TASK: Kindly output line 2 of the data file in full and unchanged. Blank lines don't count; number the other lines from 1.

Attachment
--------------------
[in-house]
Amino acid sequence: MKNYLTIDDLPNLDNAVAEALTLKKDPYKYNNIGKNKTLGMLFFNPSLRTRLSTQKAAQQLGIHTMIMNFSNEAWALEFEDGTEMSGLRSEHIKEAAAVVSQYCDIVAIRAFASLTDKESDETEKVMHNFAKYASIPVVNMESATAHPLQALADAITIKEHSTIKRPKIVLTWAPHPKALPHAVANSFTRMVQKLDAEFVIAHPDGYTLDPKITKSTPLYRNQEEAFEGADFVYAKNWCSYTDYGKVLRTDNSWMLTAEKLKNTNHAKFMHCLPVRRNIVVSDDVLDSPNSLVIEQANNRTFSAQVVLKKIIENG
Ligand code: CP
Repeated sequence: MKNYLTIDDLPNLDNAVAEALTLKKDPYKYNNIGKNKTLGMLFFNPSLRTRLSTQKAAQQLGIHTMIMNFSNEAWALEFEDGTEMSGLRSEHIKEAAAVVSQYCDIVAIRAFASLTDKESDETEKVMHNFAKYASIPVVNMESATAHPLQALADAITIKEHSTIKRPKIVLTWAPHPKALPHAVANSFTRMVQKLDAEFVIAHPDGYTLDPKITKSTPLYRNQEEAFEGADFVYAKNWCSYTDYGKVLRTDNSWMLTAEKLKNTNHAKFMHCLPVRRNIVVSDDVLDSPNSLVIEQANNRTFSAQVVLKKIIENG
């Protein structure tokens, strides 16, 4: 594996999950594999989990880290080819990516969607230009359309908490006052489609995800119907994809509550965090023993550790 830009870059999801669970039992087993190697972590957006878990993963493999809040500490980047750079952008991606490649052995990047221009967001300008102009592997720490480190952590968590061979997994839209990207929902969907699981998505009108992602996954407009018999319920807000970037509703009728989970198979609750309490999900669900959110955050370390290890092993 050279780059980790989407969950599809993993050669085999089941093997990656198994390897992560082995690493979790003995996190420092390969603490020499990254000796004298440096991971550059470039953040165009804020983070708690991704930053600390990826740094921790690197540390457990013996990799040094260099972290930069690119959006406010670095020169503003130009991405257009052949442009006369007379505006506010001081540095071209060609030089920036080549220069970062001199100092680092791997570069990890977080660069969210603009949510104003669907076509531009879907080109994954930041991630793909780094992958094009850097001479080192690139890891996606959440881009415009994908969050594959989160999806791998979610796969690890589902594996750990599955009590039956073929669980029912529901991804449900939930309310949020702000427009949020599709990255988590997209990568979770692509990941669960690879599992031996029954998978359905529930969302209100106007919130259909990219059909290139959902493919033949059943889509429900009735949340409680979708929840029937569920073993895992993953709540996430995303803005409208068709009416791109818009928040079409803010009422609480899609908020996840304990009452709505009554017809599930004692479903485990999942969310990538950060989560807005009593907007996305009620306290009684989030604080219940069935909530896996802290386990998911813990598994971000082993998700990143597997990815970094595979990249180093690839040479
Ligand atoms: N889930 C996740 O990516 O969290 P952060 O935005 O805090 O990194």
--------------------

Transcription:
Amino acid sequence: MKNYLTIDDLPNLDNAVAEALTLKKDPYKYNNIGKNKTLGMLFFNPSLRTRLSTQKAAQQLGIHTMIMNFSNEAWALEFEDGTEMSGLRSEHIKEAAAVVSQYCDIVAIRAFASLTDKESDETEKVMHNFAKYASIPVVNMESATAHPLQALADAITIKEHSTIKRPKIVLTWAPHPKALPHAVANSFTRMVQKLDAEFVIAHPDGYTLDPKITKSTPLYRNQEEAFEGADFVYAKNWCSYTDYGKVLRTDNSWMLTAEKLKNTNHAKFMHCLPVRRNIVVSDDVLDSPNSLVIEQANNRTFSAQVVLKKIIENG